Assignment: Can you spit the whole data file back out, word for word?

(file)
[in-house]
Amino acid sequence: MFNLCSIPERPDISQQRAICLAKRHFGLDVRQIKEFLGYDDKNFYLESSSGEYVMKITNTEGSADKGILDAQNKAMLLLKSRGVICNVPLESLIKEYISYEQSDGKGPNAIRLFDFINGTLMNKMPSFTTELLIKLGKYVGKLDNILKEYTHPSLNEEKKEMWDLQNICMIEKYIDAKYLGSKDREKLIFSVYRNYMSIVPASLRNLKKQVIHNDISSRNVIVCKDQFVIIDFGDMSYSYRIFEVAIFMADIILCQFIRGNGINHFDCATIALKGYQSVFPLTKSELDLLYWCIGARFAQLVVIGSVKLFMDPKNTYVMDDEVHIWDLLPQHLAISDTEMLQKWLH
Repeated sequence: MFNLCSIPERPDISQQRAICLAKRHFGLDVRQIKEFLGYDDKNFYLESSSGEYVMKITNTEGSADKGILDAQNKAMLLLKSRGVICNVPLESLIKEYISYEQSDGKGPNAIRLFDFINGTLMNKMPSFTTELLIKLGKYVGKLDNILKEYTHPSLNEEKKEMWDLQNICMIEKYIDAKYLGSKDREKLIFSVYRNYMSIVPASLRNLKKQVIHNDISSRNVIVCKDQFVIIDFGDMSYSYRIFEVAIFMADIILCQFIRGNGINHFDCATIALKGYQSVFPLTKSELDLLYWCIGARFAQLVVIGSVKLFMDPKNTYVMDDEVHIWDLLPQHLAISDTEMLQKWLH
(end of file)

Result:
[in-house]
Amino acid sequence: MFNLCSIPERPDISQQRAICLAKRHFGLDVRQIKEFLGYDDKNFYLESSSGEYVMKITNTEGSADKGILDAQNKAMLLLKSRGVICNVPLESLIKEYISYEQSDGKGPNAIRLFDFINGTLMNKMPSFTTELLIKLGKYVGKLDNILKEYTHPSLNEEKKEMWDLQNICMIEKYIDAKYLGSKDREKLIFSVYRNYMSIVPASLRNLKKQVIHNDISSRNVIVCKDQFVIIDFGDMSYSYRIFEVAIFMADIILCQFIRGNGINHFDCATIALKGYQSVFPLTKSELDLLYWCIGARFAQLVVIGSVKLFMDPKNTYVMDDEVHIWDLLPQHLAISDTEMLQKWLH
Repeated sequence: MFNLCSIPERPDISQQRAICLAKRHFGLDVRQIKEFLGYDDKNFYLESSSGEYVMKITNTEGSADKGILDAQNKAMLLLKSRGVICNVPLESLIKEYISYEQSDGKGPNAIRLFDFINGTLMNKMPSFTTELLIKLGKYVGKLDNILKEYTHPSLNEEKKEMWDLQNICMIEKYIDAKYLGSKDREKLIFSVYRNYMSIVPASLRNLKKQVIHNDISSRNVIVCKDQFVIIDFGDMSYSYRIFEVAIFMADIILCQFIRGNGINHFDCATIALKGYQSVFPLTKSELDLLYWCIGARFAQLVVIGSVKLFMDPKNTYVMDDEVHIWDLLPQHLAISDTEMLQKWLH